Wednesday, February 7, 2007

What is a Sequence? What is a Trope?

Now I've got you wondering! A sequence? A trope, eh? Well, don't look at me cow eyed and just listen now, pardner!

Here's a little paper I wrote on the subject. If you choose to use this as a reference, please cite it correctly. Also, please leave a comment to acknowledge your use of my article! Thanks!

The Origin of the Sequence and the Trope

by Ruth Seiler


In the year 862, a young monk arrived at the monastery of St Gall in Switzerland, having left his native Normandy due to troubles there. This young man brought with him a volume of chants to which had been added texts to the long melismas that make up the Jubilus of the alleluias. Notker Balbulus, upon seeing this technique, recognized it as a useful way to help singers remember the long jubilus melodies and used his skill as a poet to fit Latin texts to the melodies. According to Albert Seay, Notker worked “from the principle that the original melismata should be broken down into individual notes and each not thus derived provided with a syllable.” (Seay, pg 50)

The sequence evolved from adding text to a pre-existing melisma to an independent, originally poetic, form. The structure of the sequence remained fairly consistent through its history: After a single introductory line, each melodic line was set syllabically with a versicle and repeated with a different but related versicle, then new melodic material would be introduced with another pair of versicles. This pattern of paired melodic lines would end with a single versicle set to new melodic material again.

Form of Sequence:

X – AA – BB – CC ……. - Y

Sequences were usually sung after the Alleluia in the Mass and kept its “melodic couplet idea, with new musical material for each pair of verses.” (Seay, pg 51) They became very popular and individualistic from one church to another, which caused the Council of Trent to remove most sequences from the Liturgy. The ones that remain are “Victimae paschali laudes,” “Veni sancta spiritus,” “Lauda Sion,” “Dies irae,” and “Sabat Mater,” which was reintroduced in the eighteenth century.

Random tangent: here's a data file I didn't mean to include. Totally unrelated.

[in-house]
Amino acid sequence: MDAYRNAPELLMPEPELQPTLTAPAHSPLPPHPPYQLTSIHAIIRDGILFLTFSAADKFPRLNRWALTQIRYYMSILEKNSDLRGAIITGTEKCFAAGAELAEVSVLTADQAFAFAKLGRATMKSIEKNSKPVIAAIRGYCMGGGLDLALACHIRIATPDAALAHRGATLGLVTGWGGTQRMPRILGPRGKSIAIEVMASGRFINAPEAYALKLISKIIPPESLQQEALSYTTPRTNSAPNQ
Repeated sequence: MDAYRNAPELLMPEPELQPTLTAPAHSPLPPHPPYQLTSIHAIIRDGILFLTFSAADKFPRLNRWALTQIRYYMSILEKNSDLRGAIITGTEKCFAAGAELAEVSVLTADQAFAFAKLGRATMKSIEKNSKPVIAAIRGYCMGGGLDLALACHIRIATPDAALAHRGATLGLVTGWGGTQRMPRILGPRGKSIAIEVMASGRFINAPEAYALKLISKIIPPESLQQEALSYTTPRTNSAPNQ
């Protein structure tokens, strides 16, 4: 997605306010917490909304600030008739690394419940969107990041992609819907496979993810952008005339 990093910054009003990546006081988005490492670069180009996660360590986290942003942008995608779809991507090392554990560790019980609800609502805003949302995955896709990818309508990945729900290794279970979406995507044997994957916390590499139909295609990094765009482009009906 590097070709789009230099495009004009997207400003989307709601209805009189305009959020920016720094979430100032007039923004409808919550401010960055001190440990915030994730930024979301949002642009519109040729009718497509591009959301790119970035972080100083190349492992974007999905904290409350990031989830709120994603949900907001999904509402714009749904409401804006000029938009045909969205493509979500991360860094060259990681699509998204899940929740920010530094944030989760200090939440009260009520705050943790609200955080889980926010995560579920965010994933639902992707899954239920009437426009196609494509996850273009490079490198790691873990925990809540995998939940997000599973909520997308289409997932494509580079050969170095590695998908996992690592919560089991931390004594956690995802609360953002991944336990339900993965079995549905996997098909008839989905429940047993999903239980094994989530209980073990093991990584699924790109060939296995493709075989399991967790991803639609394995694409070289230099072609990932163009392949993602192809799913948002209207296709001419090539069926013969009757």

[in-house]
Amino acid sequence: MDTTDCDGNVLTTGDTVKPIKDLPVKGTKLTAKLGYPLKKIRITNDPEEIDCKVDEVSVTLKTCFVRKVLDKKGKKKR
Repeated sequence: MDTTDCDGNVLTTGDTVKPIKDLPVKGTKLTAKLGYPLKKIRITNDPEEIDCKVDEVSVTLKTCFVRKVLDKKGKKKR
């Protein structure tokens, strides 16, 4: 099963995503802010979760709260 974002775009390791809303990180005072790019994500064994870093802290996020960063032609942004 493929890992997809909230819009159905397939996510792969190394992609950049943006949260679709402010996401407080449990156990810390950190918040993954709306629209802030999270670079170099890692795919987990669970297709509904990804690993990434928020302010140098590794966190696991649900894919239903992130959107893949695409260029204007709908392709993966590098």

A contemporary and friend of Notker Balbulus at St. Gall – Tuotilo, introduced the trope. A trope was an addition to a preexisting chant. There were three different types of troping: 1) The addition of melodic material. This means adding melismas at the end of a chant phrase. 2) The addition of text to a preexisting melody. For example, text could be added to melismas, or text could be added to a previously added melodic trope. 3) Both new text AND melodic material could be added at once. According to the Harvard Dictionary of Music, the trope texts “served the purpose of amplifying and interpreting the receive texts of the liturgy and making the ancient words relevant to the needs and understand of the contemporary listener – that is, the monastic communities…” (Harvard, pg 876) It is not clear how tropes were performed, but they flourished from the 10th to the 12th centuries. Tropes were not purged from the liturgy during the Council of Trent in the same manner as sequences.

Works Cited

Seay, Albert. Music in the Medieval World. Prentice-Hall, Inc. Englewood Cliffs, NJ: 1965

Randel, Don, editor. The Harvard Dictionary of Music. The Belknap Press of Harvard University Press. Cambridge, Massachusetts : 1986

1 comment:

Anonymous said...

Thank you!! I just needed to clarify those two words and you have helped me a lot. =)
Have a beautiful time.